New research shows car owners can save $10,000 with strong fuel efficiency standards
By Sourced Externally
July 5, 2023
New modelling commissioned by the Climate Council and the Electric Vehicle Council shows that Australians can save up to $1,200 per year on vehicle running costs if the federal government delivers strong fuel efficiency standards.
The study says that an effective and competitive standard can save consumers up to $10,000 over a vehicle’s lifetime.
The report titled Raising standards, cutting costs found that Australians could collectively share in up to $13.6 billion in net benefits by 2035 from reduced vehicle running costs, cleaner air and less environmental damage with well designed fuel efficiency standards.
The study shows that strong fuel efficiency standards would result in up to 31 million fewer tonnes of harmful pollution over the next decade and rapidly increase the number of low and zero emissions vehicles available to buy.
The Climate Council says Australia is lagging behind as one of the only wealthy countries lacking fuel efficiency standards, which already cover 80 percent of the global car market.
“This modelling underlines that a strong fuel efficiency standard will deliver huge benefits for Australians in cheaper running costs for vehicles, while also reducing pollution and climate harm from transport emissions,” said Climate Council head of advocacy, Dr Jennifer Rayner.
“This means Australians can keep more of their hard-earned cash – instead of watching it rapidly drain away at the petrol bowser.
“Australia cannot remain a dumping ground for expensive, polluting vehicles that cost our hip-pockets, health, and environment. Every day we wait to put in place strong fuel efficiency standards means Australians are paying more than they should for fuel, and pumping out more harmful pollution.”
The Climate Council says that strong vehicle efficiency standards should:
Set Australia on a strong pathway to a zero emissions fleet – with the objective of all new vehicles sold being zero emissions by 2035 at the latest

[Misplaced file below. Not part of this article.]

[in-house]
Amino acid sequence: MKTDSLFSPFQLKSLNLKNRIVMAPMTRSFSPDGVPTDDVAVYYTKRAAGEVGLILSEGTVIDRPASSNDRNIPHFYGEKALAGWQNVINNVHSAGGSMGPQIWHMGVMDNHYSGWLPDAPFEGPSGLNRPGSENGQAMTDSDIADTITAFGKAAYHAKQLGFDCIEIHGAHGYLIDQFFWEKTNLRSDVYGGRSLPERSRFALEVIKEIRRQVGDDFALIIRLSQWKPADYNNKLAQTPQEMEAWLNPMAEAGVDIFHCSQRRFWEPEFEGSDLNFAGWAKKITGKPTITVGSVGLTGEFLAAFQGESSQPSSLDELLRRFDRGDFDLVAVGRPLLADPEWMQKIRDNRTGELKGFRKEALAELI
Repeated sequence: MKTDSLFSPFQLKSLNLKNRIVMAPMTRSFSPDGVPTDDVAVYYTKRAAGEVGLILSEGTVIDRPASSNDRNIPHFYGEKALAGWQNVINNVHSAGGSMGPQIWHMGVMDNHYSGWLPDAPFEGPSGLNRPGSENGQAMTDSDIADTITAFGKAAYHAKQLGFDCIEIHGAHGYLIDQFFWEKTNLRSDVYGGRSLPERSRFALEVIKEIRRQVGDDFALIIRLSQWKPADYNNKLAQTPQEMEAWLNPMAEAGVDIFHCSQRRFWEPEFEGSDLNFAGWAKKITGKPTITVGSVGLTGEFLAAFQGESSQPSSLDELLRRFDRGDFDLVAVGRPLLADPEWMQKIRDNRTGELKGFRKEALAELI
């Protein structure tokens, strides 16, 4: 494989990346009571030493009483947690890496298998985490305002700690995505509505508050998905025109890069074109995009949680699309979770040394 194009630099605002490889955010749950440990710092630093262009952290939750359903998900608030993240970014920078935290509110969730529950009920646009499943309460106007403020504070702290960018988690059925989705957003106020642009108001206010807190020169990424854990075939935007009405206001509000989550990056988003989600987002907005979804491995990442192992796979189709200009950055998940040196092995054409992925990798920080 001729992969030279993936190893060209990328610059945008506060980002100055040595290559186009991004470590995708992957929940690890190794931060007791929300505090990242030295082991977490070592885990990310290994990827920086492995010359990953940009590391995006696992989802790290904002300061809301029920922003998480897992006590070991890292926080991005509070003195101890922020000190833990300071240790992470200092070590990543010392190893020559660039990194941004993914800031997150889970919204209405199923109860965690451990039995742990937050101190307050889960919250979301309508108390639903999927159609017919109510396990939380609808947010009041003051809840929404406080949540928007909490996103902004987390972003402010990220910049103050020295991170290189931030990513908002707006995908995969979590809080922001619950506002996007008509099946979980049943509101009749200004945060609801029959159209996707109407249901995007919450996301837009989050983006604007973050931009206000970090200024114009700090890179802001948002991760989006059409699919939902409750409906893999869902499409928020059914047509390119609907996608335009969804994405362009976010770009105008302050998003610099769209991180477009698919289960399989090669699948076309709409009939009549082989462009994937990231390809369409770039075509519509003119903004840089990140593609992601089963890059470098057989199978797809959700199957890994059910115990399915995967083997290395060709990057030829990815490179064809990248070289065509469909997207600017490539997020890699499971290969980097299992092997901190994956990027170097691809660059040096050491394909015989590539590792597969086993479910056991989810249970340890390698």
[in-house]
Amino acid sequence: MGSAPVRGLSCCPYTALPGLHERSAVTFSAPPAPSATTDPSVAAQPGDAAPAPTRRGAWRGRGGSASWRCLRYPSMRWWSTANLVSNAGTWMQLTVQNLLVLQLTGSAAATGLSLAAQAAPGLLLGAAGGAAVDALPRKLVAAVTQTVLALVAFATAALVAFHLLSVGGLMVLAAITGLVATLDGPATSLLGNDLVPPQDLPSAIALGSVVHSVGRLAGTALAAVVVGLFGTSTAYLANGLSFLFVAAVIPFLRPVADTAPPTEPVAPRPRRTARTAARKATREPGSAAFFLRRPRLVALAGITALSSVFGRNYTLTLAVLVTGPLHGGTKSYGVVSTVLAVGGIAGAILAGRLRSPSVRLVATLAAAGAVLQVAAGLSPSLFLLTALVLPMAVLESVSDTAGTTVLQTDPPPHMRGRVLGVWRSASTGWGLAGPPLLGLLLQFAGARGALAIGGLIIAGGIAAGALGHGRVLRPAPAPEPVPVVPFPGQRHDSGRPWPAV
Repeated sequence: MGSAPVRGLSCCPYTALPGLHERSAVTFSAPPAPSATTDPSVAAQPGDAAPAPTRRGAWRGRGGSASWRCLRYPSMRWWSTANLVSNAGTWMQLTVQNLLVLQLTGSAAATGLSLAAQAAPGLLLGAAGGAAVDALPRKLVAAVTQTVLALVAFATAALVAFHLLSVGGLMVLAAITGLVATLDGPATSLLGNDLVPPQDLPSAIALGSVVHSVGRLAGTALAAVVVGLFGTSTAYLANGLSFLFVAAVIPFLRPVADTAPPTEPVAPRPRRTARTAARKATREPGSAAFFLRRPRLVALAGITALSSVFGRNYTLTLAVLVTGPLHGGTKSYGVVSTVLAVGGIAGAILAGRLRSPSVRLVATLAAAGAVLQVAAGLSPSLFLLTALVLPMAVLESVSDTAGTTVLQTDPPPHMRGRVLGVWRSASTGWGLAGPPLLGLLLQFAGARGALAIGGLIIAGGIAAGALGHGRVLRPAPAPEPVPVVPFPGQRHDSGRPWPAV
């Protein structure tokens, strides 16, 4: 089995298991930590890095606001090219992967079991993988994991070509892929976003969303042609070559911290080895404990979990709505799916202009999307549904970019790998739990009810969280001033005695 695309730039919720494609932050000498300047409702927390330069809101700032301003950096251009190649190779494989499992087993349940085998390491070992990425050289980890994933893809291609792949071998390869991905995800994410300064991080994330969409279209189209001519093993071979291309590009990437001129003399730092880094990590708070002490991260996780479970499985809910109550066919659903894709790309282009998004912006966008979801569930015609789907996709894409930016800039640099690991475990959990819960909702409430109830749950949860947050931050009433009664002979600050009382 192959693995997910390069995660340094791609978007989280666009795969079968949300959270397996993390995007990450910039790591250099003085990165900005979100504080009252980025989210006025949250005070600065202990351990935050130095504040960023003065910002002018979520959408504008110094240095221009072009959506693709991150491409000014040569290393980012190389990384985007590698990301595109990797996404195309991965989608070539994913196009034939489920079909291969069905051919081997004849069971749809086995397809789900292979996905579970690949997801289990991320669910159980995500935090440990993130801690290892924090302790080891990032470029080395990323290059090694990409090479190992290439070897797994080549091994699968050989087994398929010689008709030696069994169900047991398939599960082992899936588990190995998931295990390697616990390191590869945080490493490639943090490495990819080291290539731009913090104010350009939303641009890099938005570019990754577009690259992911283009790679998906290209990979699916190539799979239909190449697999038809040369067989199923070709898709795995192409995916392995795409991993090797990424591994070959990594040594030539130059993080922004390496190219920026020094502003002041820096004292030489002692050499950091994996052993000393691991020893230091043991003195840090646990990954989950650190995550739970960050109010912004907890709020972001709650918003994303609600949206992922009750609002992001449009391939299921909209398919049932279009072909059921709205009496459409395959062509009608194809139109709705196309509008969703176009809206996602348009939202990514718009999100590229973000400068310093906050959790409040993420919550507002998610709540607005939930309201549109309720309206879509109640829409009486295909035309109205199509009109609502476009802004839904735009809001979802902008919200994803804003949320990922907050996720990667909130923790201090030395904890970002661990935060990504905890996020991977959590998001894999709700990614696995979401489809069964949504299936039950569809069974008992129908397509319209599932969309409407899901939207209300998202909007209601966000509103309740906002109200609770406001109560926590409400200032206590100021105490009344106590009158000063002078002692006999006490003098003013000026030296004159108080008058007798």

Align with other car markets like New Zealand, the United States and Europe as a minimum – so Australia moves up the queue for cleaner, cheaper vehicles
Deliver genuine reductions in emissions from new cars sold in Australia – avoiding credits and loopholes that undermine their effectiveness
Are mandatory and legislated – auto manufacturers shouldn’t be able to opt out
Start as soon as possible – every new vehicle sold today will likely be on the road for at least the next 10 years, so we cannot delay.
The study shows that new passenger vehicles sold in Australia on average have 50% higher emissions that vehicles sold in the EU and 23% higher than vehicles the US.
New light commercial vehicles sold in Australia have 40% higher emissions than the EU and 25% higher than the US.
The report notes that in April the US proposed a new, more stringent standard for light vehicles sold from 2027 building on strong standards already in place for new vehicles sold up to 2026, further reducing fleet emissions by 56 per cent.
“New Zealand mandated their first efficiency standard more recently in 2022. These standards have been set to catch-up with the US and EU by 2027,” states the report.
“In stark contrast, Australia has a voluntary standard in place. This standard falls significantly short of the progress achieved by other nations. By 2030, Australia could find itself between 92% to 154% behind global peers.”
While Australia lags behind the EU, US and New Zealand the picture looks even worse when Australia’s average new vehicle emissions are compared to Norway’s.
Thanks to Norway’s strong EV policy, in May average new car emissions dropped to just 16 g/km. The Norwegian figure is ten time lower than average new vehicle emissions in Australia which was 164 g/km in 2022.
Graphing the Australian and Norwegian average new vehicle emissions over the past 20 years shows just how far behind Australia is from the gold standard Norway where plugin vehicles made up 91% of all new cars sold in May.
The study also shows how additional spend on new EVs is far outweighed by massive fuel and maintenance savings providing a $13.6 billion net economic benefit to Australians by 2035.